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How does what we eat affect our heart health and metabolism?

This is a question that many researchers and health professionals are trying to answer.

In a recent review article, the authors explore the complex interactions between dietary components and cardiometabolic disease, which is a term that encompasses conditions such as obesity, diabetes, and cardiovascular disease.

They argue that focusing on calories alone is not enough to understand the effects of diet on health, and that we need to consider other factors such as nutrient quality, food processing, gut microbiota, inflammation, and oxidative stress.

The review summarizes the current evidence on how different dietary components, such as fats, carbohydrates, proteins, fiber, antioxidants, and phytochemicals, can influence cardiometabolic disease through various pathways and mechanisms.

For example, they discuss

  • how saturated fats can increase LDL cholesterol and inflammation,
  • how refined carbohydrates can spike blood glucose and insulin levels,
  • how protein can modulate appetite and energy expenditure,
  • how fiber can improve gut health and lower cholesterol,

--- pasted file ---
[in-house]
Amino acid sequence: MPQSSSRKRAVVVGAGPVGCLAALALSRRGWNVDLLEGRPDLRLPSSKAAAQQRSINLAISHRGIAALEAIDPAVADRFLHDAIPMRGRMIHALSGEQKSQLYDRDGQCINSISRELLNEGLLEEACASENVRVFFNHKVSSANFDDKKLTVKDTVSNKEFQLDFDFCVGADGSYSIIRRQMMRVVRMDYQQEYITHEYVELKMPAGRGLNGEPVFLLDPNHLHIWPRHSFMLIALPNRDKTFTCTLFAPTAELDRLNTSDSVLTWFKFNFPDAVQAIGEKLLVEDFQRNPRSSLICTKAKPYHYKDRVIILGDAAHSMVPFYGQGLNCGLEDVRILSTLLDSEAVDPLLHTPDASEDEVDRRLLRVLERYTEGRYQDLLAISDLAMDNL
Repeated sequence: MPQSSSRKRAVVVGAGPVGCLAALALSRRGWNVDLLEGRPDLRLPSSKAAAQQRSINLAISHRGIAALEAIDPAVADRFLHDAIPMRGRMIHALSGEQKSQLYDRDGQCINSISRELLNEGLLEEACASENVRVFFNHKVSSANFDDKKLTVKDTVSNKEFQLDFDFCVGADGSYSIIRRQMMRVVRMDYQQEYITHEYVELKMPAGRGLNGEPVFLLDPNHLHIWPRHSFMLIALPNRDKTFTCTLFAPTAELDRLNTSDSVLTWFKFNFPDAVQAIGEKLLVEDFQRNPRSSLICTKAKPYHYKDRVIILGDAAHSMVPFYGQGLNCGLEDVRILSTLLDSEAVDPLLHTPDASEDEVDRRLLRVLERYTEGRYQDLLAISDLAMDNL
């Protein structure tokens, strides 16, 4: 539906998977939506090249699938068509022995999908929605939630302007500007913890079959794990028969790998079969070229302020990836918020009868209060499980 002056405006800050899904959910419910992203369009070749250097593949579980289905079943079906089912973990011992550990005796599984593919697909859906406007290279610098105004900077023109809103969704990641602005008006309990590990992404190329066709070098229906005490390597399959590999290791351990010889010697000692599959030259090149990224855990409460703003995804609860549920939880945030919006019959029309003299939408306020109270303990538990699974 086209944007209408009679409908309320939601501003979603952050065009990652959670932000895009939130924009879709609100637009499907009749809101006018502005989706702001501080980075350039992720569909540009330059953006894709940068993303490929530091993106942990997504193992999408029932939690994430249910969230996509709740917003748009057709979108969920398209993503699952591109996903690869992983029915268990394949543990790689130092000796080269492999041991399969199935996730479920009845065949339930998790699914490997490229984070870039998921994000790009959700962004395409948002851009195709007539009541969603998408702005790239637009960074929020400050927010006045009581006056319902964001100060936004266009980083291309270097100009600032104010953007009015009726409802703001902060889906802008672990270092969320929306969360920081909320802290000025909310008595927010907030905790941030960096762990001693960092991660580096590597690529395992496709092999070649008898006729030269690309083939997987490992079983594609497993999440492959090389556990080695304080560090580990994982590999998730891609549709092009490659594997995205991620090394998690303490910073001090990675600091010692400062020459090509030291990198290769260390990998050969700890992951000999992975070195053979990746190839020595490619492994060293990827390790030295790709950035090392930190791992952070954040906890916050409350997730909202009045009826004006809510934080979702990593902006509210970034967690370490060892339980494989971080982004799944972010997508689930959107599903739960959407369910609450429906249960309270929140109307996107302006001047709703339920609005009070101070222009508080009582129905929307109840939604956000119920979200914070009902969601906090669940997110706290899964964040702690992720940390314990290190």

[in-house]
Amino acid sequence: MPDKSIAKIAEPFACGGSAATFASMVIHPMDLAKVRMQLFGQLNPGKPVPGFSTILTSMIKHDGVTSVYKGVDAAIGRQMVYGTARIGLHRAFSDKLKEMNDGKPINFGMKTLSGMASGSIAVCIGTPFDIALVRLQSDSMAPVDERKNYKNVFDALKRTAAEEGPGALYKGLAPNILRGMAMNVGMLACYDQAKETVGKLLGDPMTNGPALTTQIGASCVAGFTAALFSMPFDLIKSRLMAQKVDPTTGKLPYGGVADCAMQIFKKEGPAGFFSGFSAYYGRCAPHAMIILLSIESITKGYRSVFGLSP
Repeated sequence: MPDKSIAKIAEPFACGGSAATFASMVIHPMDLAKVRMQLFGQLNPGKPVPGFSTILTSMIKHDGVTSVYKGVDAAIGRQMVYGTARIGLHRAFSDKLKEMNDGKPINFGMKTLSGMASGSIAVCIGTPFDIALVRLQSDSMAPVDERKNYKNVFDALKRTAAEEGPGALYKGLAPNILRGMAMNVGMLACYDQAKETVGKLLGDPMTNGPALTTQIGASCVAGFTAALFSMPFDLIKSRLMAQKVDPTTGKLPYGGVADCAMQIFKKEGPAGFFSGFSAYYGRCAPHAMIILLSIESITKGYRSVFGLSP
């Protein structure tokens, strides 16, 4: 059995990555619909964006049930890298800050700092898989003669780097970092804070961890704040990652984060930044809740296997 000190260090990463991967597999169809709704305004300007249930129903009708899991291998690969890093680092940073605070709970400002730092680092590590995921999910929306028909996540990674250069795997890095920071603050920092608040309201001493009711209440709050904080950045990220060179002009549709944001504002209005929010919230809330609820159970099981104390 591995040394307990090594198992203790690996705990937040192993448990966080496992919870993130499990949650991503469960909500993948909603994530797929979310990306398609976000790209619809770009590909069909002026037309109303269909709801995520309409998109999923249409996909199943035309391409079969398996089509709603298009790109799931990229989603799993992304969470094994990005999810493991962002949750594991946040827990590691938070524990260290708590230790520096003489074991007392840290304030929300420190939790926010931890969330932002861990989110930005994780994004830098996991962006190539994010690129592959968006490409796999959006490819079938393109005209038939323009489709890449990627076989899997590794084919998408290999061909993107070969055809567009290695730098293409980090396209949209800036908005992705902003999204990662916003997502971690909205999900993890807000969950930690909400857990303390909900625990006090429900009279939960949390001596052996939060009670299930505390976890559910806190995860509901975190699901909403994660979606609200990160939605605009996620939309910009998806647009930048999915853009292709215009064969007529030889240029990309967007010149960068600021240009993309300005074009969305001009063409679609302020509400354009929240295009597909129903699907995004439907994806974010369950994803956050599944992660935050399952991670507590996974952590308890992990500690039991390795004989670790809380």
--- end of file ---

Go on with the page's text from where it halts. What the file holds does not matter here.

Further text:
• how antioxidants can protect against oxidative damage and inflammation, and
  • how phytochemicals can modulate gene expression and hormone signaling.

The authors also highlight the gaps in knowledge and the challenges for future research in this field.

The review provides a comprehensive and updated overview of the role of diet in cardiometabolic disease, and suggests that personalized nutrition may be a promising approach to prevent and treat these conditions.

Stanhope, K. L., Goran, M. I., Bosy-Westphal, A., King, J. C., Schmidt, L. A., Schwarz, J.-M., Stice, E., Sylvetsky, A. C., Turnbaugh, P. J., Bray, G. A., Gardner, C. D., Havel, P. J., Malik, V., Mason, A. E., Ravussin, E., Rosenbaum, M., Welsh, J. A., Allister-Price, C., Sigala, D. M., … Krauss, R. M. (2018). Pathways and mechanisms linking dietary components to cardiometabolic disease: Thinking beyond calories: Diet and cardiometabolic disease. Obesity Reviews, 19(9), 1205–1235. https://doi.org/10.1111/obr.12699

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